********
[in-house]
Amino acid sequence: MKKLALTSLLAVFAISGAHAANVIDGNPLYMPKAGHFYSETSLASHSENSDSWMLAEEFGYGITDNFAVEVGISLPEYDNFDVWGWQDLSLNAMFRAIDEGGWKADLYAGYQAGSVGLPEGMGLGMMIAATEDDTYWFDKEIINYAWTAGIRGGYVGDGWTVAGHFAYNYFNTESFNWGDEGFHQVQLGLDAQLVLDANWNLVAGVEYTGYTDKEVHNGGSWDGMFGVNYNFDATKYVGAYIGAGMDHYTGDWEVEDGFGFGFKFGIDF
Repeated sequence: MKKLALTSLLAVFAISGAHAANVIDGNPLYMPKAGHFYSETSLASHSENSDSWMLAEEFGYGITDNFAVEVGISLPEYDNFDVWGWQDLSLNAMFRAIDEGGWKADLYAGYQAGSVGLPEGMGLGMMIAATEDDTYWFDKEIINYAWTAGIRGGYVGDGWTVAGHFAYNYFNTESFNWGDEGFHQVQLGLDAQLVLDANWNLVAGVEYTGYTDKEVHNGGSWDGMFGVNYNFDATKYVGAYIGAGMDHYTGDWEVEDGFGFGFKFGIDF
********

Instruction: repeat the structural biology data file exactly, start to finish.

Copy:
[in-house]
Amino acid sequence: MKKLALTSLLAVFAISGAHAANVIDGNPLYMPKAGHFYSETSLASHSENSDSWMLAEEFGYGITDNFAVEVGISLPEYDNFDVWGWQDLSLNAMFRAIDEGGWKADLYAGYQAGSVGLPEGMGLGMMIAATEDDTYWFDKEIINYAWTAGIRGGYVGDGWTVAGHFAYNYFNTESFNWGDEGFHQVQLGLDAQLVLDANWNLVAGVEYTGYTDKEVHNGGSWDGMFGVNYNFDATKYVGAYIGAGMDHYTGDWEVEDGFGFGFKFGIDF
Repeated sequence: MKKLALTSLLAVFAISGAHAANVIDGNPLYMPKAGHFYSETSLASHSENSDSWMLAEEFGYGITDNFAVEVGISLPEYDNFDVWGWQDLSLNAMFRAIDEGGWKADLYAGYQAGSVGLPEGMGLGMMIAATEDDTYWFDKEIINYAWTAGIRGGYVGDGWTVAGHFAYNYFNTESFNWGDEGFHQVQLGLDAQLVLDANWNLVAGVEYTGYTDKEVHNGGSWDGMFGVNYNFDATKYVGAYIGAGMDHYTGDWEVEDGFGFGFKFGIDF